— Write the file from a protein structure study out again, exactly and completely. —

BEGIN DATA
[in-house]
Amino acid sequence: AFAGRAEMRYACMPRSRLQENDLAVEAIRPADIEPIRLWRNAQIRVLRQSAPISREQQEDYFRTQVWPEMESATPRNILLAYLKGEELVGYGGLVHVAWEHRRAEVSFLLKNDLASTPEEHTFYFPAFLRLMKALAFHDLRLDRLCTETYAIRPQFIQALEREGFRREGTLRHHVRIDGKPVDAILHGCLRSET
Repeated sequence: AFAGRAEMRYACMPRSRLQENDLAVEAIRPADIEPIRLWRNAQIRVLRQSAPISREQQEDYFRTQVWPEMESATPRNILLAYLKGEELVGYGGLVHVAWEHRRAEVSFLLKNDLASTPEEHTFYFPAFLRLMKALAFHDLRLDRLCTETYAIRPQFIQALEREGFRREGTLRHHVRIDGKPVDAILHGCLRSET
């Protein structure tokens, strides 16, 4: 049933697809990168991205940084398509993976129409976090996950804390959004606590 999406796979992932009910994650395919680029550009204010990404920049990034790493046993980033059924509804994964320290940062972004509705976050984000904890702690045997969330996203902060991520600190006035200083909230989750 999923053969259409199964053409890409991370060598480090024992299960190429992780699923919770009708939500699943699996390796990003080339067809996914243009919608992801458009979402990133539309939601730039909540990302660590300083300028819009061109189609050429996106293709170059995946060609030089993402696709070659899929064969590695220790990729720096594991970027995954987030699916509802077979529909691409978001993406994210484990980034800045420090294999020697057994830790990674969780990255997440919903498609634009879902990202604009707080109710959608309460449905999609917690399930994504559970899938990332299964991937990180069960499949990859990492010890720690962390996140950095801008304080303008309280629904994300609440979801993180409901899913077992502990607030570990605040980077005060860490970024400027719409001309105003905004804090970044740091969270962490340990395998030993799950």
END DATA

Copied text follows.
[in-house]
Amino acid sequence: AFAGRAEMRYACMPRSRLQENDLAVEAIRPADIEPIRLWRNAQIRVLRQSAPISREQQEDYFRTQVWPEMESATPRNILLAYLKGEELVGYGGLVHVAWEHRRAEVSFLLKNDLASTPEEHTFYFPAFLRLMKALAFHDLRLDRLCTETYAIRPQFIQALEREGFRREGTLRHHVRIDGKPVDAILHGCLRSET
Repeated sequence: AFAGRAEMRYACMPRSRLQENDLAVEAIRPADIEPIRLWRNAQIRVLRQSAPISREQQEDYFRTQVWPEMESATPRNILLAYLKGEELVGYGGLVHVAWEHRRAEVSFLLKNDLASTPEEHTFYFPAFLRLMKALAFHDLRLDRLCTETYAIRPQFIQALEREGFRREGTLRHHVRIDGKPVDAILHGCLRSET
């Protein structure tokens, strides 16, 4: 049933697809990168991205940084398509993976129409976090996950804390959004606590 999406796979992932009910994650395919680029550009204010990404920049990034790493046993980033059924509804994964320290940062972004509705976050984000904890702690045997969330996203902060991520600190006035200083909230989750 999923053969259409199964053409890409991370060598480090024992299960190429992780699923919770009708939500699943699996390796990003080339067809996914243009919608992801458009979402990133539309939601730039909540990302660590300083300028819009061109189609050429996106293709170059995946060609030089993402696709070659899929064969590695220790990729720096594991970027995954987030699916509802077979529909691409978001993406994210484990980034800045420090294999020697057994830790990674969780990255997440919903498609634009879902990202604009707080109710959608309460449905999609917690399930994504559970899938990332299964991937990180069960499949990859990492010890720690962390996140950095801008304080303008309280629904994300609440979801993180409901899913077992502990607030570990605040980077005060860490970024400027719409001309105003905004804090970044740091969270962490340990395998030993799950």